If you often suffer from acid reflux, you already know all about the unpleasant pains and burning sensations in your chest that accompany this common condition. Does exercise help with acid reflux?
These symptoms usually occur when you eat something you know will cause them, but you continue to take off the delicious food and decide that you will deal with the consequences later.
As it turns out, there may be triggers other than food that make acid regurgitation worse – or help relieve symptoms. One such activity is exercise. So what is the connection between exercise and acid regurgitation?
To exercise or not to exercise is not the question
The simple answer is that certain types of exercise can help alleviate the symptoms of acid regurgitation, and other varieties will make them worse.
Usually, acid regurgitation will worsen if the exercise includes abdominal cramps, abdominal pressure, or high-intensity training. Anything that makes you lift heavy objects bends in a certain way or hold positions can trigger a backlash. Avoid running and sprinting, cycling, gymnastics or weightlifting.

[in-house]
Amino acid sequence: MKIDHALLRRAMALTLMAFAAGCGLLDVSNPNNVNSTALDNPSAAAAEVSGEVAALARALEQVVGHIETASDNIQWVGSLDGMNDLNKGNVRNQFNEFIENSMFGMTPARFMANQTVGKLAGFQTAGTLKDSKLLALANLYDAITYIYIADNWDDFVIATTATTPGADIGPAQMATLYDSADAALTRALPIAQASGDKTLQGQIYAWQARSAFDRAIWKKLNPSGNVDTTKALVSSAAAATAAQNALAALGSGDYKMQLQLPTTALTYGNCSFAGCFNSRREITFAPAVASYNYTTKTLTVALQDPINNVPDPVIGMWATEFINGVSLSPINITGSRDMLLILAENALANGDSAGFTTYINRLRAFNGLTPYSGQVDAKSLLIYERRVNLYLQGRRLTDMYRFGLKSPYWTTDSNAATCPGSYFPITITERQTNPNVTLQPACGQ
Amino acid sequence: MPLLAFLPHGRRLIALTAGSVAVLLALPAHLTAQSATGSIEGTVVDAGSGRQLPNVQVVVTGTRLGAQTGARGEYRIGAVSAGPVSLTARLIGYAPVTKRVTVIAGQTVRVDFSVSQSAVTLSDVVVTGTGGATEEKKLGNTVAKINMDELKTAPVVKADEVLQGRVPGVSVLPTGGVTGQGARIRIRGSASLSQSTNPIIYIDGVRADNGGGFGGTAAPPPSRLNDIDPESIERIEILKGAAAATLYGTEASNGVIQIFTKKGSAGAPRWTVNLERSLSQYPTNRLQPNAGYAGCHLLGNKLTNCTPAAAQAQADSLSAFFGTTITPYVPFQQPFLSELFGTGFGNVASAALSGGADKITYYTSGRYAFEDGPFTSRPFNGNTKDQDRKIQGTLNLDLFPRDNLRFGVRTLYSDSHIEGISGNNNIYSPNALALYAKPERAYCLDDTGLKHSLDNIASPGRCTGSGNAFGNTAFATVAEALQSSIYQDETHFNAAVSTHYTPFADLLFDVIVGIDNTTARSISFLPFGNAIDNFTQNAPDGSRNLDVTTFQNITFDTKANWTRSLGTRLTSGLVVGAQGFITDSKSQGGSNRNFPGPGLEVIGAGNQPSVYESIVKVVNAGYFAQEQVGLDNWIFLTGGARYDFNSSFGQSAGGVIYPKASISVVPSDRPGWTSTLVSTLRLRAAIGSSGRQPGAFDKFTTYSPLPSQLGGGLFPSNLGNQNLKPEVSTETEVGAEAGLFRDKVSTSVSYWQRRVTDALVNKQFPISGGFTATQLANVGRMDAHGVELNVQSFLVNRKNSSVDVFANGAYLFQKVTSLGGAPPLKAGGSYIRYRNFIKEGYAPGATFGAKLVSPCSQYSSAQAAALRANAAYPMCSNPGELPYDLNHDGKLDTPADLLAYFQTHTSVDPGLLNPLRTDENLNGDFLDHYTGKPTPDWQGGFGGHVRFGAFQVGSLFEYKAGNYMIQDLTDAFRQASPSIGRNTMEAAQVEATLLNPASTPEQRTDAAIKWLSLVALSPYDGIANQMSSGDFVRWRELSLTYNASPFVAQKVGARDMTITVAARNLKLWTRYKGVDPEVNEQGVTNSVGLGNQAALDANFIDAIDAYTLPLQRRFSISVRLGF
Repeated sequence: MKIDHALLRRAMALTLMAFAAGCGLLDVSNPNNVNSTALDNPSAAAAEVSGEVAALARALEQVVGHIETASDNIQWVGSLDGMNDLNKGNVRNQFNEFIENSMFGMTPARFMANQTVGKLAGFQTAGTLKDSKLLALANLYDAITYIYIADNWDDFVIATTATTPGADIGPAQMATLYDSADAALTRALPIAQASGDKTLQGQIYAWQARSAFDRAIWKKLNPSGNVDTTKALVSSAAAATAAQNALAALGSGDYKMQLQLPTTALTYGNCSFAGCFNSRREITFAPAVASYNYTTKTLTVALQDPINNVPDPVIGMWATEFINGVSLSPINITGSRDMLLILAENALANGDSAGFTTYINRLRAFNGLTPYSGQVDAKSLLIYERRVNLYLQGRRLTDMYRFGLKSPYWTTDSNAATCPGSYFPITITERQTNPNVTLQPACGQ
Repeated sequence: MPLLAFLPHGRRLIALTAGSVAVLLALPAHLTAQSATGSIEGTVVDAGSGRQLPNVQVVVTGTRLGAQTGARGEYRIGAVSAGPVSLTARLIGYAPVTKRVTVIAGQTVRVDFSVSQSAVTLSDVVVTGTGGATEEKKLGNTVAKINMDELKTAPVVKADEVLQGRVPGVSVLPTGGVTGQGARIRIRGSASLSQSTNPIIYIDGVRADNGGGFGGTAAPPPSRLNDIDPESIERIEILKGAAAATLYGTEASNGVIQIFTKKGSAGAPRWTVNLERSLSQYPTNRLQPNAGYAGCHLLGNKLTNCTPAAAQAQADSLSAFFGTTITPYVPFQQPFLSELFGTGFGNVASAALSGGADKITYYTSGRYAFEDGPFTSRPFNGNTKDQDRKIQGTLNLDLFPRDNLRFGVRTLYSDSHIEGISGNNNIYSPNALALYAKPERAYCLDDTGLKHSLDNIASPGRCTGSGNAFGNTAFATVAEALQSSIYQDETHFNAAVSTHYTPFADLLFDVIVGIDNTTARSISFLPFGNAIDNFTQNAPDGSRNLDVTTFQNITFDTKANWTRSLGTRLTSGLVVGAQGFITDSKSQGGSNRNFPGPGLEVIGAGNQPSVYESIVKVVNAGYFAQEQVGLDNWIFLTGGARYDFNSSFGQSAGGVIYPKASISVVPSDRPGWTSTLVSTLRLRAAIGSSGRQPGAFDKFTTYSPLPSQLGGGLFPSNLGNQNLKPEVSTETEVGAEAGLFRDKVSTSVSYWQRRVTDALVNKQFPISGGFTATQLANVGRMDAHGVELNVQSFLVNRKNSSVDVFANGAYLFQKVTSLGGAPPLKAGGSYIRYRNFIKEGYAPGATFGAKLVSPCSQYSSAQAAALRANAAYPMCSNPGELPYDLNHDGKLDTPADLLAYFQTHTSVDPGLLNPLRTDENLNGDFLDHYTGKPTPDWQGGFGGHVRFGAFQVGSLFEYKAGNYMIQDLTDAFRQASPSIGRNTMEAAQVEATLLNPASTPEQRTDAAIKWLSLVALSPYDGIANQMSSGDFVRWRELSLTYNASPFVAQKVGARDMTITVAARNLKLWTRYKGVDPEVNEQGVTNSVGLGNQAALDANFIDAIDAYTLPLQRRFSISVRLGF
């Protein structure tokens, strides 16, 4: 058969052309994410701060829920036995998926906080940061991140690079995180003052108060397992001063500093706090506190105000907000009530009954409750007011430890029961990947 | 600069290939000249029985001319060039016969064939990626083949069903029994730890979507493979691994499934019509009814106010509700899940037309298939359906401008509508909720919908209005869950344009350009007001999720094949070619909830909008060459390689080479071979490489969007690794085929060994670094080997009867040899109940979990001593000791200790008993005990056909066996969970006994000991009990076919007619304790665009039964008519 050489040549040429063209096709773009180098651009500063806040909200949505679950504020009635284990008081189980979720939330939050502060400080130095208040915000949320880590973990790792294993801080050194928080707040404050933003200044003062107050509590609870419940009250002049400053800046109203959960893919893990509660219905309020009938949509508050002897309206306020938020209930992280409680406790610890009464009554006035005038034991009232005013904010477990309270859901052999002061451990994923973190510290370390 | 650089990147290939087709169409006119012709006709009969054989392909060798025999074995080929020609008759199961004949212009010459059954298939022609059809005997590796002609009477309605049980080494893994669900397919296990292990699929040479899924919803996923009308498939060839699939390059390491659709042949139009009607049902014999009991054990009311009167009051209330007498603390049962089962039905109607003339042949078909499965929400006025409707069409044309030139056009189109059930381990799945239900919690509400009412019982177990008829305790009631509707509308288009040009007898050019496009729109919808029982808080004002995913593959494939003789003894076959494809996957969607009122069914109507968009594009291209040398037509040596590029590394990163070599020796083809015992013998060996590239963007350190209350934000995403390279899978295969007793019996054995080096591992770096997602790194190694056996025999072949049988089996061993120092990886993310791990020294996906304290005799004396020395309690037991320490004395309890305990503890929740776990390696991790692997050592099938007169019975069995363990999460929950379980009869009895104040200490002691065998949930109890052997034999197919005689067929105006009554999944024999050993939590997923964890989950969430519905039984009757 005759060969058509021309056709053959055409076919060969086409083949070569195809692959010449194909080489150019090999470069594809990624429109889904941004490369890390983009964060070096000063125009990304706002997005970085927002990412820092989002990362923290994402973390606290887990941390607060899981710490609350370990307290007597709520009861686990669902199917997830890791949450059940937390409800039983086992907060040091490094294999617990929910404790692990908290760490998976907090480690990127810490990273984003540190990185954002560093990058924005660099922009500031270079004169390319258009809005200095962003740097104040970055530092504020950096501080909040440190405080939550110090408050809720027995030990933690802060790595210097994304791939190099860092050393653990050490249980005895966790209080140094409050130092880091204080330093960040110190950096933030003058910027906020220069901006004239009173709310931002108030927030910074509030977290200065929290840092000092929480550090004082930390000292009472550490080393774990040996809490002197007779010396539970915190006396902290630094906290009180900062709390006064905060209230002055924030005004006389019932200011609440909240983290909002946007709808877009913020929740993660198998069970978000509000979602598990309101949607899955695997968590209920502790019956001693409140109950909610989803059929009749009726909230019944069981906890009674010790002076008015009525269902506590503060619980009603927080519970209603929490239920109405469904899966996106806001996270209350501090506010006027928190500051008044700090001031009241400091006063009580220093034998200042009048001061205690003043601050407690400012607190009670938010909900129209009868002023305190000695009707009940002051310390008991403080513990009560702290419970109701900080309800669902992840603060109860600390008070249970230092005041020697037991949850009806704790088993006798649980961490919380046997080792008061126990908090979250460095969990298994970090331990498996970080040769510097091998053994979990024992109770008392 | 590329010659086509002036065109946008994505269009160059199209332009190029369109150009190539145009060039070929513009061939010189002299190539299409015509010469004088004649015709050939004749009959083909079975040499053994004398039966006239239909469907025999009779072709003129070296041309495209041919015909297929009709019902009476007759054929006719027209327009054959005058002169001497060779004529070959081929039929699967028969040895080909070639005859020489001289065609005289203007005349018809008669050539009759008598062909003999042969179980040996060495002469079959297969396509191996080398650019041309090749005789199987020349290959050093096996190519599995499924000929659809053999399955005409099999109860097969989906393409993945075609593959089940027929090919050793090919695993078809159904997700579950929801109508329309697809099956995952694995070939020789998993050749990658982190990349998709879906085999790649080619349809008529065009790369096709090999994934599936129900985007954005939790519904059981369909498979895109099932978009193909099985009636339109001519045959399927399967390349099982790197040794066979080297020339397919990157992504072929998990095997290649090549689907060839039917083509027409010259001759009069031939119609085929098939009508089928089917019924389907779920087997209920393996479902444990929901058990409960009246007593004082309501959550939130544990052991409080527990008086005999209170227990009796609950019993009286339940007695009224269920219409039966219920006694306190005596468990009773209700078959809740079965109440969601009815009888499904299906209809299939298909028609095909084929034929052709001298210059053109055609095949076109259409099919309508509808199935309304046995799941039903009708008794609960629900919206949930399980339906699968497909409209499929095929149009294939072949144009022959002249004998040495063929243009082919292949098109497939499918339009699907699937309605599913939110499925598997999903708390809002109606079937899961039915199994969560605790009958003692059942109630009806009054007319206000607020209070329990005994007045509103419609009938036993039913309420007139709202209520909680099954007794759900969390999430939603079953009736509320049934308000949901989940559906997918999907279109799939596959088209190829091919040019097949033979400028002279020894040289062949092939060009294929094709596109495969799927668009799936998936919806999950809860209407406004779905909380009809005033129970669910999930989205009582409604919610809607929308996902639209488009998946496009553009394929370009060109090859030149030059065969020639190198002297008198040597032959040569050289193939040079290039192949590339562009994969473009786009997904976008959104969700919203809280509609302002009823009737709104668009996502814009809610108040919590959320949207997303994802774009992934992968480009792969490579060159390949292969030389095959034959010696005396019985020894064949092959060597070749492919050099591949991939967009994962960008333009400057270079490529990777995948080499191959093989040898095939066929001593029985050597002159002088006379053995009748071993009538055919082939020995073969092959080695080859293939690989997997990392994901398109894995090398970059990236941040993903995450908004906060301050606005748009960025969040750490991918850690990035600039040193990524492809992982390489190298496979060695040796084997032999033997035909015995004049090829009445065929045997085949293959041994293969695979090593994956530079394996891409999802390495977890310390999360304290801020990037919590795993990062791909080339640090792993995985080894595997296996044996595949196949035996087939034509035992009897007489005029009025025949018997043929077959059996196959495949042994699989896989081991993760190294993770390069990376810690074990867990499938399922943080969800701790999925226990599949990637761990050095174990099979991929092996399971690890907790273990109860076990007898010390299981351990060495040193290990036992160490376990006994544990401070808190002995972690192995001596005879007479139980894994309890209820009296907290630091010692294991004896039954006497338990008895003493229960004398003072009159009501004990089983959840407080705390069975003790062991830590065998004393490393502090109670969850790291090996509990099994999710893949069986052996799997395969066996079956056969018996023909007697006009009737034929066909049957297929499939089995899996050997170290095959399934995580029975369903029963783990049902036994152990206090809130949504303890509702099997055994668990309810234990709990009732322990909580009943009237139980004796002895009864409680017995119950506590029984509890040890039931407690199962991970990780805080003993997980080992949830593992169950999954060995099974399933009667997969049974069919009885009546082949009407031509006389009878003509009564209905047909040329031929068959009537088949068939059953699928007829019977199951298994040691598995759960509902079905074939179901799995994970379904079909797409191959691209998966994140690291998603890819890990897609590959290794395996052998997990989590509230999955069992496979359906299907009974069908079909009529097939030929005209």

More moderate and low-impact exercise can be pretty beneficial for acid regurgitation. Activities such as walking, very easy jogging, yoga, cycling, or swimming are excellent choices. Essentially, this can help you lose a few pounds, which will relieve symptoms associated with both GERD and acid regurgitation.
Reduce acid reflux while exercising
Losing weight should be the goal for overweight who often experiences heartburn and acid regurgitation. Exercise can get you to your goal. Never stop exercising even though it causes acid regurgitation. Find other types of exercise, or find out what you can do to worsen the symptoms.
The following tips can help relieve heartburn during exercise:
- Do not exercise within two hours after eating
- Avoid your typical reflux food triggers
- Eat a healthy meal before exercising
- Drink water while exercising to stay hydrated and aid digestion
- Take OTC medications before exercising
Keep notes of how different types of exercise routines affect acid reflux. Record what you ate before exercising and what medications you took. You may want to see a pattern and pass this information on to your GP to find a more appropriate treatment option.